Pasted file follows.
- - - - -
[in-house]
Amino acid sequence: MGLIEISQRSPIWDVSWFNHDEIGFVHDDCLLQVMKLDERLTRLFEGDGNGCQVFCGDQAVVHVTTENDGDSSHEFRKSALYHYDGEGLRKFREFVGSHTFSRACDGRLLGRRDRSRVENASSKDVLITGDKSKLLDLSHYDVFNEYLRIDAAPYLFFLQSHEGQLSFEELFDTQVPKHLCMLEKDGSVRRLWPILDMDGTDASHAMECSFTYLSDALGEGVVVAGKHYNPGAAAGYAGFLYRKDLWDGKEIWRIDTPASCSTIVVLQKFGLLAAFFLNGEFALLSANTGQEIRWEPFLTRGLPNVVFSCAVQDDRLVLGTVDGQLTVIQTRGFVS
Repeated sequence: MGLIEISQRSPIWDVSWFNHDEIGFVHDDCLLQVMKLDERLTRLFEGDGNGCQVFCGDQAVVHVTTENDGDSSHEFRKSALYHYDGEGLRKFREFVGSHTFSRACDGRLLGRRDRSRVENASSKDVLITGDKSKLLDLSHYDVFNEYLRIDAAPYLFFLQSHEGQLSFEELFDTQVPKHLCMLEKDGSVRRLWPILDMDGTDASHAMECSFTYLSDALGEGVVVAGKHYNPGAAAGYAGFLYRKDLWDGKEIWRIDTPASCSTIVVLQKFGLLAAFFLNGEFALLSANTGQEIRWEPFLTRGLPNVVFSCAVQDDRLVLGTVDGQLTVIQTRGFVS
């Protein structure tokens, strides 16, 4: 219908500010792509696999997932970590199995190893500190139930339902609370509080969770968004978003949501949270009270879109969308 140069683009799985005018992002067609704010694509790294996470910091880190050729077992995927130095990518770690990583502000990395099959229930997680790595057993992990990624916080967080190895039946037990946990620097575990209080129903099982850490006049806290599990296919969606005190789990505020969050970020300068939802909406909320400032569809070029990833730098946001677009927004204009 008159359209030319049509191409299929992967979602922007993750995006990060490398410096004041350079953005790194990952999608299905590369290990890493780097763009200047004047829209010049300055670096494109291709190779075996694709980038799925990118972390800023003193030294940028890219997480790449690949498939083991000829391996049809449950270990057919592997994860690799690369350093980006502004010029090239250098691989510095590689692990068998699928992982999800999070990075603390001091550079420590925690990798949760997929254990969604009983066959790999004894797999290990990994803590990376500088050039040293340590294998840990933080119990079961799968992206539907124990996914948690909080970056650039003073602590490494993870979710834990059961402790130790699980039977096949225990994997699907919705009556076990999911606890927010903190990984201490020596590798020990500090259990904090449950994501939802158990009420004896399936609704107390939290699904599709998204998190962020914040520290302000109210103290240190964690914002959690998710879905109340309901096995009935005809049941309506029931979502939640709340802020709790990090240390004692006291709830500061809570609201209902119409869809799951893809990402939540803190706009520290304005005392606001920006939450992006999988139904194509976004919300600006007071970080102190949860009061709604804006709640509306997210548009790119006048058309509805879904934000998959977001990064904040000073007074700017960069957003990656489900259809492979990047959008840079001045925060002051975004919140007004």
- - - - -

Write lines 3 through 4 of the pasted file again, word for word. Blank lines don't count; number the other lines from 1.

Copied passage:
Repeated sequence: MGLIEISQRSPIWDVSWFNHDEIGFVHDDCLLQVMKLDERLTRLFEGDGNGCQVFCGDQAVVHVTTENDGDSSHEFRKSALYHYDGEGLRKFREFVGSHTFSRACDGRLLGRRDRSRVENASSKDVLITGDKSKLLDLSHYDVFNEYLRIDAAPYLFFLQSHEGQLSFEELFDTQVPKHLCMLEKDGSVRRLWPILDMDGTDASHAMECSFTYLSDALGEGVVVAGKHYNPGAAAGYAGFLYRKDLWDGKEIWRIDTPASCSTIVVLQKFGLLAAFFLNGEFALLSANTGQEIRWEPFLTRGLPNVVFSCAVQDDRLVLGTVDGQLTVIQTRGFVS
């Protein structure tokens, strides 16, 4: 219908500010792509696999997932970590199995190893500190139930339902609370509080969770968004978003949501949270009270879109969308 140069683009799985005018992002067609704010694509790294996470910091880190050729077992995927130095990518770690990583502000990395099959229930997680790595057993992990990624916080967080190895039946037990946990620097575990209080129903099982850490006049806290599990296919969606005190789990505020969050970020300068939802909406909320400032569809070029990833730098946001677009927004204009 008159359209030319049509191409299929992967979602922007993750995006990060490398410096004041350079953005790194990952999608299905590369290990890493780097763009200047004047829209010049300055670096494109291709190779075996694709980038799925990118972390800023003193030294940028890219997480790449690949498939083991000829391996049809449950270990057919592997994860690799690369350093980006502004010029090239250098691989510095590689692990068998699928992982999800999070990075603390001091550079420590925690990798949760997929254990969604009983066959790999004894797999290990990994803590990376500088050039040293340590294998840990933080119990079961799968992206539907124990996914948690909080970056650039003073602590490494993870979710834990059961402790130790699980039977096949225990994997699907919705009556076990999911606890927010903190990984201490020596590798020990500090259990904090449950994501939802158990009420004896399936609704107390939290699904599709998204998190962020914040520290302000109210103290240190964690914002959690998710879905109340309901096995009935005809049941309506029931979502939640709340802020709790990090240390004692006291709830500061809570609201209902119409869809799951893809990402939540803190706009520290304005005392606001920006939450992006999988139904194509976004919300600006007071970080102190949860009061709604804006709640509306997210548009790119006048058309509805879904934000998959977001990064904040000073007074700017960069957003990656489900259809492979990047959008840079001045925060002051975004919140007004």